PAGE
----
Also check out great reviews from Bookpage and Publisher’s Weekly.

Mary’s ideas for how to use SAVING WONDER to introduce STEM topics in the classroom: Generally, teachers who want to use the story of Saving Wonder as a “jumping off point” for further exploration of STEM topics have found it to be very versatile. Fiction has a unique function in engaging student interest in STEM topics by showing how an individual life is being personally affected by that topic or issue.

For instance, my novel offers a very personal, heartfelt betrayal of how one family (and community) is affected by a coal company’s decision to mine a mountain. A fictional story can show readers WHY we study and explore these topics, WHY they matter to people in their everyday lives. The story inspires interest and then, the student has their own personal stake in what they are researching and exploring…because they’ve “walked in a character’s shoes” and seen that topic from that character’s point of view. In short, a story can inspire them to care…and that caring makes all the difference in their learning.

Math topics:

First paragraph of the book, Curley says that learning a word a week from his grandfather and going through the alphabet twice a year is “a perfect system.” I love asking readers “why” this is. What’s the math? A teacher could ask: What are some examples of perfect systems? “Is an equation a ‘perfect system.’ What makes a system “perfect?’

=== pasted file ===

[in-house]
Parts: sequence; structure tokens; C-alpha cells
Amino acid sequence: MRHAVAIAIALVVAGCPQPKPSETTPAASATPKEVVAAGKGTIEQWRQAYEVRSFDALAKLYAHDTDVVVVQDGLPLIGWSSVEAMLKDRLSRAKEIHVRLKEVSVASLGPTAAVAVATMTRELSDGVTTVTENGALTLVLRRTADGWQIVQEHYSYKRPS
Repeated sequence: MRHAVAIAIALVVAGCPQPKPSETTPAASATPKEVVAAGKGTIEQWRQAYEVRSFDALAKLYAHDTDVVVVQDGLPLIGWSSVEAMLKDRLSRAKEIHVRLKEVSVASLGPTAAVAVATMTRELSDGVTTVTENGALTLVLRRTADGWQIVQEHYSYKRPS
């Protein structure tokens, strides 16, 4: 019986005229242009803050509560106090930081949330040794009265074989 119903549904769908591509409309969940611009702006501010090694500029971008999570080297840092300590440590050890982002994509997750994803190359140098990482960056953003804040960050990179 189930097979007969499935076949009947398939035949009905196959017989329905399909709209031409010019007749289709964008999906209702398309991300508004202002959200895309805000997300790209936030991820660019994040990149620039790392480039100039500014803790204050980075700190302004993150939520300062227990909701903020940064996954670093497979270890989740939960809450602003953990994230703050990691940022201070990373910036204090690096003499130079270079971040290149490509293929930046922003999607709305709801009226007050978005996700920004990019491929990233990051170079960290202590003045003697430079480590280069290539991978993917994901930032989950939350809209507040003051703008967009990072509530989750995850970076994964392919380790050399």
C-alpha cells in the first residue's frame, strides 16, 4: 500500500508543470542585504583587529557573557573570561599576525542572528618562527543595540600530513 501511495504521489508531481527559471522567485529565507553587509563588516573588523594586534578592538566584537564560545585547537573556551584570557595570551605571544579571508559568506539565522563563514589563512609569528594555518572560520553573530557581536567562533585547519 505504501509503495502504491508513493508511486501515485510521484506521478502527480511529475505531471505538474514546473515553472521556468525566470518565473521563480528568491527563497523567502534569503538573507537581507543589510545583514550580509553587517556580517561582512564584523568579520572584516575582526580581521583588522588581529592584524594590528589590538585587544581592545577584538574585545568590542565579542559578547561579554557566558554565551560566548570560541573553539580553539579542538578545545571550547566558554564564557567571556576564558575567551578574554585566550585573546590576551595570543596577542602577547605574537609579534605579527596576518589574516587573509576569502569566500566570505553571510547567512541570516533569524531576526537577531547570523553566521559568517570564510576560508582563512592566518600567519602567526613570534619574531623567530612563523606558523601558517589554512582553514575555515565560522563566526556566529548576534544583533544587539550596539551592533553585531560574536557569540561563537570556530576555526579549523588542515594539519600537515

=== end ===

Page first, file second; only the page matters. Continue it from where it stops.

Researching statistics / surveys on the effects of mountaintop removal on the Appalachian region. Exploring the economics involved in the issue, i.e. jobs versus effects on environment and public health.

Science topics:

Extinct species in the Appalachian Mountains: What made the Appalachians a perfect habitat for animals during the ice age? What made species go extinct? The considerations / consequences of introducing a new species into a region. (The introduction of western elk into the Appalachian region is explored in the novel.)

The long-term effects of extractive mining processes, specifically mountaintop removal mining, on environment and health. 

(Science and engineering) Designing experiments on run-off and water quality on nearby streams. One fifth-grade teacher in South Charleston, West Virginia created a classroom experiment showing how toxic minerals leech into the soil and then, streams and rivers. Contact Knight through her website for a copy of this lesson. 

How mountains are formed. If the Appalachians are among the oldest mountains in the world, why are they so short?